Bachelors in Physics and Mathematics, Berea College, Berea KY, USA.

Dr. Zaied Ahmed Bhuyan [ZAB]

Assistant professor
Ph.D., University of Tokushima, Japan

Mrs. Ishrat Jabeen (Un)

Senior Lecturer (Study Leave)
Masters of Research in Medical Biochemistry & Molecular Biology, University of Glasgow, UK

Ms. Nishat Shayala Islam (NSI)

Lecturer (Study Leave)
M. Sc. in Bioscience Technology, University of York, UK

Md. Habibur Rahaman [HbR]

Lecturer (Study Leave)
MSc in Molecular Medicine (Cancer), University of Sheffield, UK

Abhinandan Chowdhury [ACh]

Lecturer
M.Sc. Analytical Bioscience, University of Huddersfield, UK

Ms. Syeda Farhana Afroz [SFA2]

Lecturer
Master of Medical Science, Uppsala University, Sweden

Ms. Aurchie Rahman [AcR]

Lecturer
M.Sc., University of Sheffield, UK

Ms. Elvira Ahmad Moulee [EvM]

Lecturer
M.Sc., University of Leicester, UK

Mahjabeen Hossain [MjH1]

Lecturer
M.Sc., Mahidol University, Thailand

 

Showing 1 - 21 of 21 Faculty Members


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Part Time Faculty Member

Chairman's Message










Associate Professor Dr. Sohidul Islam

Ph.D. in Clinical Microbiology Karolinska Institutet, Sweden

Office & Services






Student and Instructional Services

Administrative Service Office is a support unit providing administrative support for the two undergraduate programs (Biochemistry & Biotechnology and Microbiology) and one graduate program (Biotechnology) for the department of Biochemistry and Microbiology of North South University.

The office provides advising services to students as well as instruction‐based support services to faculty. Student and Instructional Services is responsible for:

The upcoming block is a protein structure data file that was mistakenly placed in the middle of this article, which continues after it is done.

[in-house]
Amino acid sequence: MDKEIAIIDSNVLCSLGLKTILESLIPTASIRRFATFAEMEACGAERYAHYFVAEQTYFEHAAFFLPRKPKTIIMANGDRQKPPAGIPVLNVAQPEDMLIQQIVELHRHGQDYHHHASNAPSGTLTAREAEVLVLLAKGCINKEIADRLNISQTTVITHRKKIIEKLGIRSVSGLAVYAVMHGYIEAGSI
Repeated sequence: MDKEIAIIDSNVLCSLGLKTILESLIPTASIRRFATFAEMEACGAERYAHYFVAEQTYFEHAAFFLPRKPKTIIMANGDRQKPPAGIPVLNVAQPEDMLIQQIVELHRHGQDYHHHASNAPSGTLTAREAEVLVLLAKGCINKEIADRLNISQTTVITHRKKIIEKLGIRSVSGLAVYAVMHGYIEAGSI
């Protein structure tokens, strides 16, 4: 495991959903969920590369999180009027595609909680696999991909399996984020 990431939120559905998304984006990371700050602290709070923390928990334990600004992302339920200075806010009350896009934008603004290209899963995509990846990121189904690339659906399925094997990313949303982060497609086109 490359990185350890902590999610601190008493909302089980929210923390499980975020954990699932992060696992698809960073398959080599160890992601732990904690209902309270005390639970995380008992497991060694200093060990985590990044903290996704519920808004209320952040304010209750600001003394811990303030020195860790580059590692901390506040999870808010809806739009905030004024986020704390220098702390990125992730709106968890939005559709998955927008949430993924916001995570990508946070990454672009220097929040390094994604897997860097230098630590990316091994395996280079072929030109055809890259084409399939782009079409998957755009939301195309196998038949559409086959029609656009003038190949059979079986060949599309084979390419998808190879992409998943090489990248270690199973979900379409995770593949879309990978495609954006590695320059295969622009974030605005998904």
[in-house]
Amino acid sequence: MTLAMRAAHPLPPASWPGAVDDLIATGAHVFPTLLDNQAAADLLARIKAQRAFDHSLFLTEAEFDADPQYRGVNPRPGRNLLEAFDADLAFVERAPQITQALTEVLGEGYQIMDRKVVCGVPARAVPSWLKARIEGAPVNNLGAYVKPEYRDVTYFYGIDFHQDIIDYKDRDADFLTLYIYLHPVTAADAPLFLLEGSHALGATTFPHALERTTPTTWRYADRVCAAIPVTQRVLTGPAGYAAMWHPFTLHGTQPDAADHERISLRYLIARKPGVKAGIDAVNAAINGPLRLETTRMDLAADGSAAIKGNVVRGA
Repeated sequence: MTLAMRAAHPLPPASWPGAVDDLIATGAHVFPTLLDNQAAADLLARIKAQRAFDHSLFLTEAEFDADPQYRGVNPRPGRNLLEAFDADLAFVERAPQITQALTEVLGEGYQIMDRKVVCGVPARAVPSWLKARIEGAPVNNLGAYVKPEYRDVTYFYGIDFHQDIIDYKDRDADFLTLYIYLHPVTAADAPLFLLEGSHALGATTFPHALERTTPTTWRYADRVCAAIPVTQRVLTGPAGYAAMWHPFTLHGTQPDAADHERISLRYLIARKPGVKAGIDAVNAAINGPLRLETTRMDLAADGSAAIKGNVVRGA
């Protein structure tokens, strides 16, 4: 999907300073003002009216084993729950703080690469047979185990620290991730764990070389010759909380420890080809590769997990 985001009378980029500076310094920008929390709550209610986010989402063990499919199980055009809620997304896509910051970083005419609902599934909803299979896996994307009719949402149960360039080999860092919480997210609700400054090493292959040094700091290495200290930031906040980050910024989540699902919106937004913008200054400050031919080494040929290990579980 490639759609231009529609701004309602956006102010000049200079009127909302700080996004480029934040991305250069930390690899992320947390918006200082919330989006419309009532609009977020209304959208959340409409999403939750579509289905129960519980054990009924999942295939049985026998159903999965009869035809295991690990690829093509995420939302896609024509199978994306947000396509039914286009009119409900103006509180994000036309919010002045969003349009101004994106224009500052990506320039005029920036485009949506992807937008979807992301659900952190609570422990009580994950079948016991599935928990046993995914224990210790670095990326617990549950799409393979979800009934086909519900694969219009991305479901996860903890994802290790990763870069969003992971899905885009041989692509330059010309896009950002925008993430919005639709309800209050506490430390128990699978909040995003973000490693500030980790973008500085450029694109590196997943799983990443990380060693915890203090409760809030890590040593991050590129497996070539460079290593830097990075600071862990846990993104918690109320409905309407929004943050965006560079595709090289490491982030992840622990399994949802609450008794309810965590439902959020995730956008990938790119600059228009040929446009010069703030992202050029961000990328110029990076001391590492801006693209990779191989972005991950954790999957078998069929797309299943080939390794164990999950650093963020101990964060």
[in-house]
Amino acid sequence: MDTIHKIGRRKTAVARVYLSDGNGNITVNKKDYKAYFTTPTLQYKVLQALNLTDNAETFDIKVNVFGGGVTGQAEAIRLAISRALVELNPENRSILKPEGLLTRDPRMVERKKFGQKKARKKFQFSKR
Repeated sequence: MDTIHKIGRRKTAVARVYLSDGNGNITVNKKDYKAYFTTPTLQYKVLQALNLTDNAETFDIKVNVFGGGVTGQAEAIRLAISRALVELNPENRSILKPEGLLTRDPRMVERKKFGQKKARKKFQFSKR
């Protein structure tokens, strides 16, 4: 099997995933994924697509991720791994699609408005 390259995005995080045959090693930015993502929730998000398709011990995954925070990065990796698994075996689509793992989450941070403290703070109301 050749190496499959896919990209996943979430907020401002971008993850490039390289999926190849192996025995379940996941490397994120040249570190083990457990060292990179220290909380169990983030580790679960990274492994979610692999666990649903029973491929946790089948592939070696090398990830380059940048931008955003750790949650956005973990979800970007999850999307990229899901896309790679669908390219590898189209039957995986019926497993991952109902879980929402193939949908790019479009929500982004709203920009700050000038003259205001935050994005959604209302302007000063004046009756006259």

• Providing the full range of instruction for the admission procedure for both undergraduate and graduate students.
  • Providing the full range of instruction related services to faculty, students, and staff (usually referred to as “departmental student affairs services”) in support of the Department academic mission.
  • Assuming responsibility for academic enrichment, career-planning services, international education, and research opportunities for Biological Sciences students and thereby facilitating and encouraging the professional, academic, and personal success.
  • Supporting the recruitment and retention of a highly qualified and diverse biological sciences student body.


Location

Department of Biochemistry and Microbiology

SAC 8th Floor, Bashundhara, Dhaka 1229

Tel     : 55668200 ext: 1915, 6262, 1921
Email: sohidul.islam@northsouth.edu
Web: www.northsouth.edu


Hours

Sun-Thu, 9:00am-1:00pm and 2:00pm-4:30pm (Closed during lunch)

 

Contact

General Help:  55668200 ext: 1915, 6262

Department Staff

 

Ms. Nurjahan Begum

Designation: Program Officer

Email: nurjahan.begum@northsouth.edu
Ext.:1915

Swapan Kumar Biswas

Designation: Laboratory Officer

Email: swapan.biswas@northsouth.edu
Ext.:1924










Contact

Department of Biochemistry and Microbiology

SAC 8th Floor, Bashundhara, Dhaka 1229     

Tel     : 55668200 Ext: 1915, 6262, 1921
Email: nadimhasan@northsouth.edu / nupur@northsouth.edu
Web: www.northsouth.edu

Office hours: 9:00 AM to 5:00 PM; Sun-Thu

SAC

Seminar